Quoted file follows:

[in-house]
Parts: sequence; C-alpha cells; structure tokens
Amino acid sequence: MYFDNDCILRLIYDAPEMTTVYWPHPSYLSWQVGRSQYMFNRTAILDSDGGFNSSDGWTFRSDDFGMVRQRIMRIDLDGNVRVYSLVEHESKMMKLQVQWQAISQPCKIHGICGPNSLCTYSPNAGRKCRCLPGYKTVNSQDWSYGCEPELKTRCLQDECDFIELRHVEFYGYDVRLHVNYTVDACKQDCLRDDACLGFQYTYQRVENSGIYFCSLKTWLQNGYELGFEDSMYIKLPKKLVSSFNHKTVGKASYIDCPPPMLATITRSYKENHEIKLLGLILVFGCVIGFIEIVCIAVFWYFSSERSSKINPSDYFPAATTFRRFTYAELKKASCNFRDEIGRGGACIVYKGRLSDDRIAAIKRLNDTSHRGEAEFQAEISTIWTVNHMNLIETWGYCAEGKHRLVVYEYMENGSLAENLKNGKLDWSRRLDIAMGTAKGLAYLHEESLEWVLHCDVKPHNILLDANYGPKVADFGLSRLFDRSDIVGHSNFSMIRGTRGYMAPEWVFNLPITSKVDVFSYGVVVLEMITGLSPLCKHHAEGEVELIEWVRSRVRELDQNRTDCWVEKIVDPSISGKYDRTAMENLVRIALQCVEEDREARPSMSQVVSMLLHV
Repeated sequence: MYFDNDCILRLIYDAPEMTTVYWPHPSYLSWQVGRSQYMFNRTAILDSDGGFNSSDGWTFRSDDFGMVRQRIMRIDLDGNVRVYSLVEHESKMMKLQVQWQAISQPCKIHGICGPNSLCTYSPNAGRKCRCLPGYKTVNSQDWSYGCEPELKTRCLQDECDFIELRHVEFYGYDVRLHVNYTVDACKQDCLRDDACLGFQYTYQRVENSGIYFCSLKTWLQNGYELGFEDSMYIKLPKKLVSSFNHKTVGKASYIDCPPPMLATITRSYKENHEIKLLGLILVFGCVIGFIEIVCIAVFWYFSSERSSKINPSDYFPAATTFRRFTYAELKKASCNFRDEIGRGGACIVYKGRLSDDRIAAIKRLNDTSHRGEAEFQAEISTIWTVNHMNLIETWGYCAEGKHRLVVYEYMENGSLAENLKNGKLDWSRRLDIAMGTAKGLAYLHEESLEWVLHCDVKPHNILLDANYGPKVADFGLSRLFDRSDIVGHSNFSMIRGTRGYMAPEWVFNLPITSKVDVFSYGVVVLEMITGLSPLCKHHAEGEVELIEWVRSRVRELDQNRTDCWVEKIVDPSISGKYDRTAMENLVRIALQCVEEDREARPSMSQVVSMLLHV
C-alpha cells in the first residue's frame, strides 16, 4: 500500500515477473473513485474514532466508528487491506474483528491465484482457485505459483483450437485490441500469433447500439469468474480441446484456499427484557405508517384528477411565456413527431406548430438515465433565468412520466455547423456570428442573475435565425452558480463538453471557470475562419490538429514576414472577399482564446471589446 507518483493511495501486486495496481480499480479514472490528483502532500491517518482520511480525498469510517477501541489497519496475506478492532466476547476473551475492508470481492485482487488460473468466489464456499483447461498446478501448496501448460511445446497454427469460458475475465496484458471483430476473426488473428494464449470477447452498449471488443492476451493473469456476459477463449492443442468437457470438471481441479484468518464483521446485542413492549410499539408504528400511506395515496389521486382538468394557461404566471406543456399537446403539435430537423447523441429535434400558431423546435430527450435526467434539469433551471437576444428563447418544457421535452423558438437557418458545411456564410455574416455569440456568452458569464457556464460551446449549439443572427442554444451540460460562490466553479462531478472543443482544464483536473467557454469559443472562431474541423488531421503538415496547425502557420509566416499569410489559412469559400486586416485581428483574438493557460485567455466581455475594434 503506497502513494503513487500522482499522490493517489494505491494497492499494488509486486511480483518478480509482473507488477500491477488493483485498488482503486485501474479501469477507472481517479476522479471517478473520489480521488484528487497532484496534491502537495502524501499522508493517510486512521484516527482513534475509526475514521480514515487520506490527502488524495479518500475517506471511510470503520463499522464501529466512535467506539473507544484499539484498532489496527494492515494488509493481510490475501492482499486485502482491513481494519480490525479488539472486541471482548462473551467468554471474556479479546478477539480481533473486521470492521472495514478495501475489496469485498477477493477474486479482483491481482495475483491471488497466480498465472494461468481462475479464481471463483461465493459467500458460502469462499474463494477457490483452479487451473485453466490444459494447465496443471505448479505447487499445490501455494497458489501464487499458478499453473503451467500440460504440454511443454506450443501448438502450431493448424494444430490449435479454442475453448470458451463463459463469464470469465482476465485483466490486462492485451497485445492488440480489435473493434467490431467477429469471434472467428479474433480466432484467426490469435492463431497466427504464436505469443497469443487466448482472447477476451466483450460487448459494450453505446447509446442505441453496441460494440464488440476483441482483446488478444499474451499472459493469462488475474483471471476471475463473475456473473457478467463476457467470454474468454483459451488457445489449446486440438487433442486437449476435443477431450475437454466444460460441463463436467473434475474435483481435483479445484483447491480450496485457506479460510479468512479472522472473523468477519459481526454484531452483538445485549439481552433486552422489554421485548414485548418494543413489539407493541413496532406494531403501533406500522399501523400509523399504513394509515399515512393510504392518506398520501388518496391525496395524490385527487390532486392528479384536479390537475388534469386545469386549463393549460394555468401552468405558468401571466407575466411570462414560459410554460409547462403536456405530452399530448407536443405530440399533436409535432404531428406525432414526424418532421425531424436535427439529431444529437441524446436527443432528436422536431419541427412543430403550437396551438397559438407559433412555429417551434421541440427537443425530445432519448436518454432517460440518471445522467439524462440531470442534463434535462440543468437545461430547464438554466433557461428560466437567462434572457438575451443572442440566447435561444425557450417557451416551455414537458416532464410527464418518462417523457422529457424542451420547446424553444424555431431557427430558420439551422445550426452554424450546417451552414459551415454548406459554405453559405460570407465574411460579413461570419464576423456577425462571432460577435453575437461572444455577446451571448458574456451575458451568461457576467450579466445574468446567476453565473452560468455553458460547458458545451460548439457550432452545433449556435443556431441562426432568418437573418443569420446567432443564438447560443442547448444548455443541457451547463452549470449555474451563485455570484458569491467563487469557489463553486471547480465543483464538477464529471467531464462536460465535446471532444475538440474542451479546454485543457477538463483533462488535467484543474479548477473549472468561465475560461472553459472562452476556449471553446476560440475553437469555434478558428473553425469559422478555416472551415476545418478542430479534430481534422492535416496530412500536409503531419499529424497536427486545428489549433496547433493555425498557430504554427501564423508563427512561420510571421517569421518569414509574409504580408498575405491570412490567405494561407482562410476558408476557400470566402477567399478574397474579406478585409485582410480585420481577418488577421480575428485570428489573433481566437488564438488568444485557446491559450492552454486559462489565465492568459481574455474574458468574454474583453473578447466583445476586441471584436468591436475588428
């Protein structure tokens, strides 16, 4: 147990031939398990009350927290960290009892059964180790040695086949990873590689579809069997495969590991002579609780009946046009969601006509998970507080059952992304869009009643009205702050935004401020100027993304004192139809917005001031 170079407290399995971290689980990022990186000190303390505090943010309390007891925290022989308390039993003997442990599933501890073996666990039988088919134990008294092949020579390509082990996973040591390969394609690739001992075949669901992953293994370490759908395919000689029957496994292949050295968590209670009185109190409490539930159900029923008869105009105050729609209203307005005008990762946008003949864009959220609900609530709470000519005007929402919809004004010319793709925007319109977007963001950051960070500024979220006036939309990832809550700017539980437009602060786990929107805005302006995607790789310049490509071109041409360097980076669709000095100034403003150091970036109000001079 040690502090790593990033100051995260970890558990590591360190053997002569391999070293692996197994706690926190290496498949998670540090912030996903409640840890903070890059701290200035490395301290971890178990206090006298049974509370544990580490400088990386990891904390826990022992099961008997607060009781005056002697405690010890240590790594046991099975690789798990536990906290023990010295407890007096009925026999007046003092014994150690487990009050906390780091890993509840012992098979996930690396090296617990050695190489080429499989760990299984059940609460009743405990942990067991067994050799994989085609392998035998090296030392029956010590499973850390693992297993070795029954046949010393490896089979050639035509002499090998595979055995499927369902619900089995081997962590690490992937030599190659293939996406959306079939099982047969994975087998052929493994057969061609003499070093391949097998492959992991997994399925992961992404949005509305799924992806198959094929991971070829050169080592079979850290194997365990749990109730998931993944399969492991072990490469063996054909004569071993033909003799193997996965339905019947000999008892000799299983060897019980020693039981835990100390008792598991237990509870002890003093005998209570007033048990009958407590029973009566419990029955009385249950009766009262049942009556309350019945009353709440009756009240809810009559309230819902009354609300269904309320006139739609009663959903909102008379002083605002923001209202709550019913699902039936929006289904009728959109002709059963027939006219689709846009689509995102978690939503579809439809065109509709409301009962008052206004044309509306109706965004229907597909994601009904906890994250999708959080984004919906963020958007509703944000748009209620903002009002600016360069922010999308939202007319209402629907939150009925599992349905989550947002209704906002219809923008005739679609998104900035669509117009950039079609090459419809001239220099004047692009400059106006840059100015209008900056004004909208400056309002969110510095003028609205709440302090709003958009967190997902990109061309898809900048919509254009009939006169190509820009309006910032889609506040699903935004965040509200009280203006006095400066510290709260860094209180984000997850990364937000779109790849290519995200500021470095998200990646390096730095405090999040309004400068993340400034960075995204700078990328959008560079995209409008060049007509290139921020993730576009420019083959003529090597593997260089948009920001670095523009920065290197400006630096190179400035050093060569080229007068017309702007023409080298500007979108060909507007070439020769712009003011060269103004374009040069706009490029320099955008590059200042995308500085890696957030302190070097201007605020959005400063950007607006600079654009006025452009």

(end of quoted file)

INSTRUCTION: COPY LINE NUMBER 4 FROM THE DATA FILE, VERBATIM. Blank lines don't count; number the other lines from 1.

Repeated sequence: MYFDNDCILRLIYDAPEMTTVYWPHPSYLSWQVGRSQYMFNRTAILDSDGGFNSSDGWTFRSDDFGMVRQRIMRIDLDGNVRVYSLVEHESKMMKLQVQWQAISQPCKIHGICGPNSLCTYSPNAGRKCRCLPGYKTVNSQDWSYGCEPELKTRCLQDECDFIELRHVEFYGYDVRLHVNYTVDACKQDCLRDDACLGFQYTYQRVENSGIYFCSLKTWLQNGYELGFEDSMYIKLPKKLVSSFNHKTVGKASYIDCPPPMLATITRSYKENHEIKLLGLILVFGCVIGFIEIVCIAVFWYFSSERSSKINPSDYFPAATTFRRFTYAELKKASCNFRDEIGRGGACIVYKGRLSDDRIAAIKRLNDTSHRGEAEFQAEISTIWTVNHMNLIETWGYCAEGKHRLVVYEYMENGSLAENLKNGKLDWSRRLDIAMGTAKGLAYLHEESLEWVLHCDVKPHNILLDANYGPKVADFGLSRLFDRSDIVGHSNFSMIRGTRGYMAPEWVFNLPITSKVDVFSYGVVVLEMITGLSPLCKHHAEGEVELIEWVRSRVRELDQNRTDCWVEKIVDPSISGKYDRTAMENLVRIALQCVEEDREARPSMSQVVSMLLHV